Jacqui is reminded of the days she would spend in the kitchen whenever she smells fresh bread.
The garden was full of lavender and jasmine; it was my first proper garden since I arrived in Australia, so I loved planting those perfumed plants. A heady smell of spring. The bushland close by our home smelled of eucalypts and tea trees, and sweet smelling grasses. However long we live, perfumes and special scents remind us so well of different times. They bring it flooding back.
I remember the smell of hot melting tar on the roads in summer from when I was little, or new potatoes just dug out, or over-ripe plums that had fallen on the ground. The pungent smell of the winkles we ate from paper, heavy with vinegar. Strawberries, warmed and ripe, with crunchy sugar and thick clotted cream. A scent of summer. In a corner of damp ground, my mother grew Lily of the Valley, again like wild violets a subtle scent.
The warm soapy smells of Mum’s apron as she pulled me close to do my hair. When she went out her haid had a wave set in and she used a lotion called Amami to get the look, I remember the clean smell. She used Ponds powder and her perfume at one time was Evening in Paris. This came in a pretty little blue bottle. She showered us liberally in a talcum called April Violets or Imperial Leather after our baths.
Clean washing that has dried in sun and wind is an evocative smell for me. A warm kitchen with a fruit cake cooking or a stew gently bubbling is an especially welcome place. But best of all is the smell of bread baking. At one time in our lives I made lots of bread. Every Saturday morning I made rolls and plaited loaves and buns. The kitchen smelled divine.
The opposing thought is of an office I worked in when I was very young. I hated the job anyway as the two women there were officious and very unkind. The headmaster’s room where the secretary was, had a special scent, it smelled of a curious mix of Blue Grass perfume and her rather rancid old poodle. I was put off that perfume for years.
Lemon blossom in my garden is beautiful at certain times and some of the flowering trees have a heady perfume too. Real roses of the old fashioned type always had a scent, but modern ones seem to have no perfume. Perhaps we have gone back a step as I feel the perfume is part of the charm.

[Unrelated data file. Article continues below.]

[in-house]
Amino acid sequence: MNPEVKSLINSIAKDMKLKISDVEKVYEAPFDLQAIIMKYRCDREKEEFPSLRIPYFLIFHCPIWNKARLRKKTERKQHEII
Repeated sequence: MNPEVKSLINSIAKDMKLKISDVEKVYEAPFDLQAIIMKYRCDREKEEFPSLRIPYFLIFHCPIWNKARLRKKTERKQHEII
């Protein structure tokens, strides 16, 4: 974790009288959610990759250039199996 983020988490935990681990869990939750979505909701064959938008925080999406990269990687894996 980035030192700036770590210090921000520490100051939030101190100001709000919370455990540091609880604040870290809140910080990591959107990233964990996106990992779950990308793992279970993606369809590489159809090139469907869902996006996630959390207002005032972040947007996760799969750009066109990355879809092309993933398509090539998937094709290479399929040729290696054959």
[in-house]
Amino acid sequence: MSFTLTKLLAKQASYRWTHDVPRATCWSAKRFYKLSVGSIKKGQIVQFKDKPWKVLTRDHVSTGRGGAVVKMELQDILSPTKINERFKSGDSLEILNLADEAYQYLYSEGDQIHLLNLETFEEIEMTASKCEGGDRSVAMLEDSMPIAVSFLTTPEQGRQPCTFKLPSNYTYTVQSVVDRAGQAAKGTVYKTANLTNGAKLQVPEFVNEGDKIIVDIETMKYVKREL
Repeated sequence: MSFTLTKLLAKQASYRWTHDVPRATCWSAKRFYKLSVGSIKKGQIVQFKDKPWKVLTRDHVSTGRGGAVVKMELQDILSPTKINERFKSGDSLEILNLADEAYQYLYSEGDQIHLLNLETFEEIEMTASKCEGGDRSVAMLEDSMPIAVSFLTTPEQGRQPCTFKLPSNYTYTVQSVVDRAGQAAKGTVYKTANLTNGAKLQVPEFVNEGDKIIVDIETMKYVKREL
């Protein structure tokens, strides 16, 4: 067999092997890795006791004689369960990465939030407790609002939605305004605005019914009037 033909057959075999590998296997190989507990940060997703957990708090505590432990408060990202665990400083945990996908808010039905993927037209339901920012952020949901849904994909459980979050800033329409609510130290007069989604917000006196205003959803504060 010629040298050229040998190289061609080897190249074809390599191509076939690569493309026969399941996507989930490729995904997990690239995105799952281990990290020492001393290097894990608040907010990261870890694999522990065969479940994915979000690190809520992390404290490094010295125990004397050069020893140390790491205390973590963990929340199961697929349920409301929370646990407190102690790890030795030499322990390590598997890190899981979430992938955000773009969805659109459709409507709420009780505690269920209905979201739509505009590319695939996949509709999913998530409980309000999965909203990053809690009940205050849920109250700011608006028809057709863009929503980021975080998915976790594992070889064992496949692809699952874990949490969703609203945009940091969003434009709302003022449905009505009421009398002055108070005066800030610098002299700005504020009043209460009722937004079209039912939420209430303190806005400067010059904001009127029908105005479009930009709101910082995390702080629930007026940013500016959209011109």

Some men wear a lot of aftershave, which can be aggressive or subtle. I used to like Aramis and Yves St. Laurent, and one of my sons loves Hugo Boss. I’ve even found that there are some eau de parfum for men that I happily use. I wonder if this is because we are becoming less worried about gender and how we should smell?
I like oriental perfumes and I have certain smells in my life when a particular perfume reminds me of a special time in our lives. Patchouli Oil is pure 1970s for me, as is Youth Dew and Paris. I wore Paris on a trip overseas and I am reminded of that time when I smell it. Yves St. Laurent perfumes were my ’80s and ’90s scent of choice, then came Elixir and later Opium. The Body Shop also did wonderful perfume oil called White Musk, which I used for every day.
I had friends who used other things like Red Door and White Diamonds and Je Revie. All of these remind me of parties and special times I had with those friends when I smell those scents. Special perfumes we were given by rich friends we know we can ever afford again, so the bottle is kept until it is no longer carrying a memory. One year when I stayed with my daughter in Devon she was comforted after I’d returned home because I had left an almost empty bottle of perfume. She said she sniffed it to remind her of me.
I kept a cardigan of my mother’s for a while after she had died as it still had her smell despite her no longer being with us. I needed that for a while.
Scent is a very powerful thing!
Source: ‘How certain smells can unlock my forgotten memories’